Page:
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Myopia and Hyperopia: What Are They and Where Do They Come From?
What are myopia and hyperopia? These are conditions caused by visual defects in the eye, also known as refractive errors. Both myopia and hyperopia will cause vision to be distorted and may also occur in combination with a third refractive error in the eye called astigmatism. All refractive errors in the eye are caused by the shape, size, or slope of the eye or the cornea.
Myopia is also called shortsightedness, and hyperopia is also called farsightedness. With shortsightedness, which is the most common problem where refractive errors are involved and affects the greatest number of people, objects that are close are clear, but when the objects are at a distance they blur and become hazy and hard to distinguish clearly. This is caused by the eye being longer than normal or the cornea is placed too steeply so that things seen do not fall into the retina but rather in front of it.
Myopia and hyperopia can usually be corrected with glasses, contacts, or Lasik eye surgery. Hyperopic patients can see objects that are far away, but can not clearly see objects that are right in front of them or close up.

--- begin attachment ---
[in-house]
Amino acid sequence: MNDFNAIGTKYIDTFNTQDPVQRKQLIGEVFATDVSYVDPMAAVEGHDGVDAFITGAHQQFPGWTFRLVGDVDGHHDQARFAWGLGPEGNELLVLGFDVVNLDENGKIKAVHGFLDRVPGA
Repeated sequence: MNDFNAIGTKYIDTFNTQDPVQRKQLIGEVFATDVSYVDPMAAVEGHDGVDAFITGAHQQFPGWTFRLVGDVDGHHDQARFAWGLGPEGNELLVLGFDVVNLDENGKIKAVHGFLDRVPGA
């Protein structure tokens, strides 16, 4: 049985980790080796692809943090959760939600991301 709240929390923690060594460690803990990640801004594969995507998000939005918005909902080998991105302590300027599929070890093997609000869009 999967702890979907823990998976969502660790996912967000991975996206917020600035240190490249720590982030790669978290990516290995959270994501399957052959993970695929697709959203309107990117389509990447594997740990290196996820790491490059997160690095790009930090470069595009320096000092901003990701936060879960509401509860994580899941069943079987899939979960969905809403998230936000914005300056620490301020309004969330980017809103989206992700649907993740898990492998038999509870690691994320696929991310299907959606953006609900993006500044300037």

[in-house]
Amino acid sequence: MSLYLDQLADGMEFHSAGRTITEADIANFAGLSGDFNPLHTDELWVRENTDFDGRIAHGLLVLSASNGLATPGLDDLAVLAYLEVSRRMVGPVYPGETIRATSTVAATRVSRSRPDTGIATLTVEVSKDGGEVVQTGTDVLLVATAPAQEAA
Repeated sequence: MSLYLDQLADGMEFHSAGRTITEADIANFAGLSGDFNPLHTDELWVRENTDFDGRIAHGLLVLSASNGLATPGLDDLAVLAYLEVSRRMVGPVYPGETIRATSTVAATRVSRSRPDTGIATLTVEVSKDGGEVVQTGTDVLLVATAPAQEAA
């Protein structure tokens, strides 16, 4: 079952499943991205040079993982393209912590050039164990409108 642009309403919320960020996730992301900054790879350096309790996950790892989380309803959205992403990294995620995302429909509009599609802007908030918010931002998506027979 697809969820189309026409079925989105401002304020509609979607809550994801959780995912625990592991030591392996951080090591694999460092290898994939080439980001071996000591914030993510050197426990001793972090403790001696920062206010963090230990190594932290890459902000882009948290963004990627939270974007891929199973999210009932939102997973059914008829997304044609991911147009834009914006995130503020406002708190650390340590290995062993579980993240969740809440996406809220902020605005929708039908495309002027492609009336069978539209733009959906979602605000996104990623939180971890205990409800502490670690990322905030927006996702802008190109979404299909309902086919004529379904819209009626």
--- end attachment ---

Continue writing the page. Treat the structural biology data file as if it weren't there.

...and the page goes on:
Hyperopia is caused by the exact opposite problems of myopia, and the eye is shorter than it should be or the cornea is not curved enough and is flatter than usual. Hyperopic patients may not even realize that they have this condition until after they are in their 20s or 30s because often the lens of the eye can correct the error early on, but as people age the lens of the eye loses the ability to do this and then the error becomes apparent because the vision starts to blur increasingly.
The information supplied in this article is not to be considered as medical advice and is for educational purposes only.
|Myopia and Hyperopia5 Nov 2009|